Liner Shipping

Low Sulfur Emissions - The bigger picture

In 2006 the ports of L.A. and Long Beach in conjunction with the California Air Resource Board (CARB) began working on a comprehensive plan to improve air quality in the region. The “San Pedro Bay Ports Clean Air Action Plan” or CAAP was the result of this collaboration. The following June CARB conducted a public workshop to discuss the development of regulations for ocean-going marine engines. Utilizing data from a 2005 study of Diesel Particulate Matter (DPM) they revealed that Ocean Going Vessels (OGV) contributed 18% to the overall DPM emissions in and around Southern California. The So Cal ports along with CARB concluded that a reduction in speed and the burning of low sulfur marine bunker would significantly reduce DPM and Nitrogen Oxide (NOx) emissions in the region. California was the first state to enforce low sulfur requirements. In 2008 California set standards for speed reduction and marine fuel requirements for ocean vessels operating within 25 miles of its territorial waters. The age of slow steaming and low sulfur corridors had begun. Within a year the International Maritime Organization was also reviewing and setting standard for marine fuel and beginning to place territorial restrictions on areas within Europe, where use of low sulfur fuel was required. Currently Emission Control Areas extend along the entire East and West Coast of the United States and throughout the North Sea, Bay of Biscay, Mediterranean and Black Sea. The health benefits from reducing DPM emissions are obvious and ocean carriers want to be ecologically conscious, but there are additional costs. Bunkerindex quotes the average price of Low Sulfur Marine Gas Oil (LMGO) with 1.5% sulfur as $447 per metric ton while the price of IFO 380 with a sulfur content of 3.5% was only $244.33/MT. There are two steps in the process of switching from standard bunker to LMGO; marine lubricant must also be adjusted for the engine to run properly. Careful blending must be performed. So in all, the underlying cost of switching main engine bunker to low sulfur fuel adds a significant cost to the voyage.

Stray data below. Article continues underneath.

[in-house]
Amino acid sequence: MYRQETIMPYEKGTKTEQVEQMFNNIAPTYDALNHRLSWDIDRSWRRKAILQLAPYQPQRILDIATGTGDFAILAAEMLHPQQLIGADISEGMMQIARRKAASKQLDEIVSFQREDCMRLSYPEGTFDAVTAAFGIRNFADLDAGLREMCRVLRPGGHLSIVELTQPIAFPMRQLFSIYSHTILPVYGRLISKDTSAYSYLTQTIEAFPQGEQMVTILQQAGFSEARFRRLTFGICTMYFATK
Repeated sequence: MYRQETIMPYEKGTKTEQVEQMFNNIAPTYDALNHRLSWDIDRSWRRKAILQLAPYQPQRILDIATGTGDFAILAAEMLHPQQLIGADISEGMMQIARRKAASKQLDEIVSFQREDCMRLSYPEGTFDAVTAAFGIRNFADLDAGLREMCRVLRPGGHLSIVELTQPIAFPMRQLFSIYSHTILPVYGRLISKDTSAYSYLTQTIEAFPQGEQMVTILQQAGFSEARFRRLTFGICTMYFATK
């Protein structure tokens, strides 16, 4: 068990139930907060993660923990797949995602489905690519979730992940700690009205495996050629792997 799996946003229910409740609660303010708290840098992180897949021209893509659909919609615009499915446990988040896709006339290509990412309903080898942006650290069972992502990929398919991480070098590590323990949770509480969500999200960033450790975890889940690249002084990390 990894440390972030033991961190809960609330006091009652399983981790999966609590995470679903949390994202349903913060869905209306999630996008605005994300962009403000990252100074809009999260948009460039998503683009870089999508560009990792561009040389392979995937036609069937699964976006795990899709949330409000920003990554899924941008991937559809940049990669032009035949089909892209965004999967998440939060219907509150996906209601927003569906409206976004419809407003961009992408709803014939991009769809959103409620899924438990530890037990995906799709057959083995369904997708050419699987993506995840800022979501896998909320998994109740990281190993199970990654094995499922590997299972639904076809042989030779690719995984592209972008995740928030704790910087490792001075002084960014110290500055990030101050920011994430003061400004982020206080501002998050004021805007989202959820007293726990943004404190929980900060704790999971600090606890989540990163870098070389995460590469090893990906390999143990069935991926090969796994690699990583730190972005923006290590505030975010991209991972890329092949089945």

How can carriers mitigate this additional expense? One way is with Blend on Board - Marine Fuel Oil Technology! Hamburg Germany will host the 2016 SMM Trade Fair this September covering everything from Cyber Ships and Maritime Security to advancements in marine lubrication. Maersk Fluid Technology a subsidiary of the A.P. Moller – Maersk Group and first time exhibitor at SMM, will unveil the latest release of their Blend on Board marine lubrication system. Blend on Board or (BoB) is a third generation technology which allows vessels to mix standard marine oil with an alkaline based cylinder oil concentrate to produce a high grade cylinder lubricant. Developed in 2008 by Maersk, the initial blending units were installed in over 200 Maersk vessels. After a million hours of onboard testing Maersk Technologies will commercially market the system under the name SEA-Mate and will debut the latest models at the September event. The SEA-Mate B 3000 blending unit is designed for use in larger vessels including container ships up to 18,000 TEU. The advantage of the lubricant produced is that it is no longer necessary to adjust cylinder oil feed rates regardless of the sulfur content of the marine fuel. Using the vessel’s own main engine oil as the base stock, Maersk claims the SEA-Mate system will cut fuel consumption by 1.5% at slow steaming and allow for a 40% reduction in total oil consumption. Waste oil disposal will be reduced by 80% as the system replenishes fresh system oil as needed and recycles the used oil. With its ability to operate under all mixtures of marine fuel, engine maintenance is reduced during periods where vessels must operate in Low Sulfur Corridors. Hamworthy Krystallon has been testing scrubbing systems! Various carriers including APL have been testing DPM scrubbers which operate in a loop design neutralizing acid gasses utilizing the carbonate / bicarbonate properties of sea water. Fitted into the ship’s stacks the unit filters particulate matter before fuel discharge is released into the air. Working in conjunction with CARB and the ports of LA and Long Beach APL claims that discharge scrubbers are as affective as low sulfur fuel alternatives. Is a new age in Marine Fuel on the Horizon? Liquid Natural Gas is being explored as an alternative to MGO and IFO bunker fuel. The greatest advantage is that LNG is clean burning and produces only water as its byproduct. To date the cost of retrofitting existing vessels for LNG or duel LNG traditional turbine engines has outweighed the advantages but the technology is a viable consideration for new builds. LNG technology is being deployed by German cruise operator Adia Cruises with the April inauguration of the AdiaPrima, the first of two Hyperion Class cruise ships to utilize LNG propulsion systems. While LNG may be the wave of the future there are still concerns regarding the stability of the gas and its potential as a fire hazard. Adia is awaiting approval from the City of Rotterdam as the cruise port is in the heart of the city. What is the best answer for reduction in harmful emissions? Certainly there are alternatives on the table. With regard to low sulfur fuels carriers have indicated they may pass along the additional cost of operation to the cargo owner. The same may be said for Sea Water Scrubbers and LNG may be a costly alternative to the current marine engine. It remains to be seen where technology will take the marine fuel industry. Will this technology add or remove additional cost to ocean freight rates?
Matt Guasco
Matt Guasco


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